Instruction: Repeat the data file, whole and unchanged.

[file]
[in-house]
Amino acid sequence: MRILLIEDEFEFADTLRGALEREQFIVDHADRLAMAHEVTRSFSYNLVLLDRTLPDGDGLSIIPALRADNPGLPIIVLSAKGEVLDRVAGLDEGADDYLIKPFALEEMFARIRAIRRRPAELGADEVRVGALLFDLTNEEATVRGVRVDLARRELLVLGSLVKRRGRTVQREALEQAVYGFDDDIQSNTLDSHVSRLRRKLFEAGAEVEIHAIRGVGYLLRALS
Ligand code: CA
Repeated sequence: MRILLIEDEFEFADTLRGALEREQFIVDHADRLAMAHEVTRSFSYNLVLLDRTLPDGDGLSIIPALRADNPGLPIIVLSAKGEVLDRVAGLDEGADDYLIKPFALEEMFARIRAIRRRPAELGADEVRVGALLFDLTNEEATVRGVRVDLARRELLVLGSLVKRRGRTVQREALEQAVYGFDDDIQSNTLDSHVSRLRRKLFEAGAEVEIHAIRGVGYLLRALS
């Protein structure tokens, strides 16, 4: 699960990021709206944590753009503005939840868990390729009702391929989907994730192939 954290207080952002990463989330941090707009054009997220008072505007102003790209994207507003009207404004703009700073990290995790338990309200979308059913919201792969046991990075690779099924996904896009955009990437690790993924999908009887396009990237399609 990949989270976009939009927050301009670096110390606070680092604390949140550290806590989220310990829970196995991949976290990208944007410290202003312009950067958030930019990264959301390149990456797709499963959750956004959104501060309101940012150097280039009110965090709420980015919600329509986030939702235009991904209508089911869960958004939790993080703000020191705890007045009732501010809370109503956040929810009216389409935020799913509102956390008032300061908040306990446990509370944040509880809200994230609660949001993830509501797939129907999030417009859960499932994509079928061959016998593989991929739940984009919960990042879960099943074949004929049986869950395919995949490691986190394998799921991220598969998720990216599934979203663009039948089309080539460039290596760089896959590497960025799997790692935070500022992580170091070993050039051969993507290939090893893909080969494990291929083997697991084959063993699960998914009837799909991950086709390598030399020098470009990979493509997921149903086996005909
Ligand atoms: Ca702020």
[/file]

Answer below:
[in-house]
Amino acid sequence: MRILLIEDEFEFADTLRGALEREQFIVDHADRLAMAHEVTRSFSYNLVLLDRTLPDGDGLSIIPALRADNPGLPIIVLSAKGEVLDRVAGLDEGADDYLIKPFALEEMFARIRAIRRRPAELGADEVRVGALLFDLTNEEATVRGVRVDLARRELLVLGSLVKRRGRTVQREALEQAVYGFDDDIQSNTLDSHVSRLRRKLFEAGAEVEIHAIRGVGYLLRALS
Ligand code: CA
Repeated sequence: MRILLIEDEFEFADTLRGALEREQFIVDHADRLAMAHEVTRSFSYNLVLLDRTLPDGDGLSIIPALRADNPGLPIIVLSAKGEVLDRVAGLDEGADDYLIKPFALEEMFARIRAIRRRPAELGADEVRVGALLFDLTNEEATVRGVRVDLARRELLVLGSLVKRRGRTVQREALEQAVYGFDDDIQSNTLDSHVSRLRRKLFEAGAEVEIHAIRGVGYLLRALS
């Protein structure tokens, strides 16, 4: 699960990021709206944590753009503005939840868990390729009702391929989907994730192939 954290207080952002990463989330941090707009054009997220008072505007102003790209994207507003009207404004703009700073990290995790338990309200979308059913919201792969046991990075690779099924996904896009955009990437690790993924999908009887396009990237399609 990949989270976009939009927050301009670096110390606070680092604390949140550290806590989220310990829970196995991949976290990208944007410290202003312009950067958030930019990264959301390149990456797709499963959750956004959104501060309101940012150097280039009110965090709420980015919600329509986030939702235009991904209508089911869960958004939790993080703000020191705890007045009732501010809370109503956040929810009216389409935020799913509102956390008032300061908040306990446990509370944040509880809200994230609660949001993830509501797939129907999030417009859960499932994509079928061959016998593989991929739940984009919960990042879960099943074949004929049986869950395919995949490691986190394998799921991220598969998720990216599934979203663009039948089309080539460039290596760089896959590497960025799997790692935070500022992580170091070993050039051969993507290939090893893909080969494990291929083997697991084959063993699960998914009837799909991950086709390598030399020098470009990979493509997921149903086996005909
Ligand atoms: Ca702020």